The US FDA’s Proposed Generic Labeling Rule: Still Steering Troubled Waters

Gaurav Kukade

Earlier this year significant buzz and promise was created when the US FDA announced that a new generic labeling guidance would be released in July 2016 that would require generic manufacturers to update their own labels in light of the drug safety information received. However many experts debated the rule and felt that it would create significant challenges for the industry. This voice gained more validity when the US FDA announced recently that the release of this regulation has been postponed to April 2017, the third time the enforcement of the rule has been postponed. In fact a few of the consumer groups and organizations now believe this rule will never see the light of the day .
Generic drug manufacturers are taking a staunch position with very relevant and real implications as noted below.

Cost Implications to Implement Safety Tracking System

Some estimate that the rule will cost the healthcare system around $ 4 billion annually. Since the ruling will mandate that generic companies implement drug safety surveillance and signal detection in pharmacovigilance (a burden that only innovator manufacturers hold today), additional costs will be indirectly imposed on the patients. The market share of generic drugs is vast. It is reported that more than 86% of all prescriptions dispensed in the US are filled by generic medicines but these account for only 27% of the expenditures on prescription drugs. The additional costs to implement drug safety systems at generic manufacturers are of real concern not only to generic manufactures but also the healthcare industry at large.

Increased Risk of Litigations Due to Failure to Warn

It has been widely anticipated that the proposed rule will bring generic manufacturers under a continuous threat of litigation for failure to warn, thus inviting cost implications and timeline delays. The new rule would make generic companies liable under failure to warn cases, so manufacturers will need to ensure their labels are updated with the most up-to-date safety information as close to real-time as possible. With pharmaceutical product labeling updates being such a complex process especially with global distributions, manufacturers will be at risk if they have different content in the labels for the same product. There is a strong possibility that these varying labels will get challenged in the court of law with the generic manufacturers being caught between ensuring pharmaceutical regulatory compliance and risk of litigation.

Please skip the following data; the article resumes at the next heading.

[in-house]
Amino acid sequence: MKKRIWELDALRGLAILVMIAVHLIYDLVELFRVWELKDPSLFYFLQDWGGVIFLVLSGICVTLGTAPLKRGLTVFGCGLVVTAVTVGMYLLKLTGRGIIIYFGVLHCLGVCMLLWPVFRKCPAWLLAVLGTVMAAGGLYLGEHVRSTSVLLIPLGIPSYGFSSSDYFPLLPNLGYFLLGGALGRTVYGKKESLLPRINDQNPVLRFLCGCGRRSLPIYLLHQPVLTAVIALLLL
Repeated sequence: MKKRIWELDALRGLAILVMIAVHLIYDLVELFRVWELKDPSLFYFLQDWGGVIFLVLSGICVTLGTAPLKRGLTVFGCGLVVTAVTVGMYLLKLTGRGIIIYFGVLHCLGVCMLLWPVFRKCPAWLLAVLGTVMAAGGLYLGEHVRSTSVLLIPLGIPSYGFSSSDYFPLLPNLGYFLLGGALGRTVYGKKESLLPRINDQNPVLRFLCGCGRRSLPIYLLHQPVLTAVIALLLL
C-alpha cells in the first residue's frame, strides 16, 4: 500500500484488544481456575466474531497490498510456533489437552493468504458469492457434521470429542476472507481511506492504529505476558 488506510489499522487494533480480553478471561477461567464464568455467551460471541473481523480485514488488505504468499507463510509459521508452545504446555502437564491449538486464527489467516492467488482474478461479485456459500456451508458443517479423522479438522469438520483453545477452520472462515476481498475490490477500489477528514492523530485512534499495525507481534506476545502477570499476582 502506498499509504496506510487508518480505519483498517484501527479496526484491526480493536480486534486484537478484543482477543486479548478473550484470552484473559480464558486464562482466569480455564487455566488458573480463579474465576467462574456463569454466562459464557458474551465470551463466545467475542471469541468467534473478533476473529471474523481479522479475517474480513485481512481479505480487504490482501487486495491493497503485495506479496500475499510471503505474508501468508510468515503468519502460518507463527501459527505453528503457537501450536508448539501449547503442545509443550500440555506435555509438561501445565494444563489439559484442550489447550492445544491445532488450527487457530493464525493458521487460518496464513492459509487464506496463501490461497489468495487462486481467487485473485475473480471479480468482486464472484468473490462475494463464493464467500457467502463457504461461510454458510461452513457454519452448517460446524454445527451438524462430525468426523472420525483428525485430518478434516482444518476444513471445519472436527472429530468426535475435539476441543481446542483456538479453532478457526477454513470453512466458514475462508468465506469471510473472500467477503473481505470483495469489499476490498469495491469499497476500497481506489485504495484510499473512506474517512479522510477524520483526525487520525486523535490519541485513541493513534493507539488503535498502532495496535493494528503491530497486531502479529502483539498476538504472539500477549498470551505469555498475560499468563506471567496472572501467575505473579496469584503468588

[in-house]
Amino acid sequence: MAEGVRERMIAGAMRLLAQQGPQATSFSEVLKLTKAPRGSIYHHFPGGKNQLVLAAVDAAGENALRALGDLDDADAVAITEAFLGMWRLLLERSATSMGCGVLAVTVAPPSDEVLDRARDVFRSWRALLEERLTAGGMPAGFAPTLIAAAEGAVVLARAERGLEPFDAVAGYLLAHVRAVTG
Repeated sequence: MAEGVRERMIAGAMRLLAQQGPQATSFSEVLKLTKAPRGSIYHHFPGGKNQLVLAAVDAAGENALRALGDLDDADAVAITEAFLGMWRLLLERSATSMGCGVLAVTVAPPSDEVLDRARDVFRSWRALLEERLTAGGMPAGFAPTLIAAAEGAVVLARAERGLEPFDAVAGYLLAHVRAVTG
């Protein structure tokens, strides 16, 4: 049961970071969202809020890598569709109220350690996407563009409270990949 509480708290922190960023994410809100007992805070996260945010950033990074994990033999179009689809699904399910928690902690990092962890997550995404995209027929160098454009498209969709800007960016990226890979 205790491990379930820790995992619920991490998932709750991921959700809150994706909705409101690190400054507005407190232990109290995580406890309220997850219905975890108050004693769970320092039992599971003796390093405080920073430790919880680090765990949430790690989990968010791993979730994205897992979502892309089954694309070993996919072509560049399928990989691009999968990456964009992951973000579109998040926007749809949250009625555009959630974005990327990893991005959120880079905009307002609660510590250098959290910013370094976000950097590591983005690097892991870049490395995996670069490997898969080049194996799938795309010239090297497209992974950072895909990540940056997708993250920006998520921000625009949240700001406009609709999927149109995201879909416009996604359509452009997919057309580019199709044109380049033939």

Accuracy of Safety Label Updates May Suffer Due to Dispersed and Incomplete Safety Data

The FDA specifically requires that the product information be changed only when there is a causality established between the reported adverse event and the drug. For these decisions to be made one would need to have a complete overview of all safety issues for the innovator and the generic versions of the drug. This becomes even more complicated when multiple generic manufacturers enter the market i.e. when the exclusivity granted to the ‘first to file’ generic manufacturer ends . In this situation when each generic manufacturers creates, evaluates and actions upon their own drug safety information via CBE 0 the innovator and other generics companies will find it increasingly difficult to evaluate safety information since no one will have access to all the data. The current system, where the label updates are driven either by the FDA who has access to all the data or the innovator, makes more sense.

Increased Confusion for Patients and HCPs

The risk of multiple versions of the label causing confusion for patients and healthcare professionals is real. Furthermore public confidence in the prescribing of generics may be impacted in a situation when the generic label includes different information than the branded product, though by definition the two labels are supposed to be the same. This confusion is expected to carry over to insurance providers and approving agencies.

In summary, given the impact and strong case against the new generic labeling rule, it is not surprising that the FDA is taking its time to ensure due diligence and explore if there is a more scientific, robust and efficient way of ensuring risk management and patient safety, possibly eliminating the issues discussed above.

For more information:

  1. Supplemental Comments of the Generic Pharmaceutical Association regarding Docket FDA-2013-N-0500
  2. Generic Labeling Allies Letter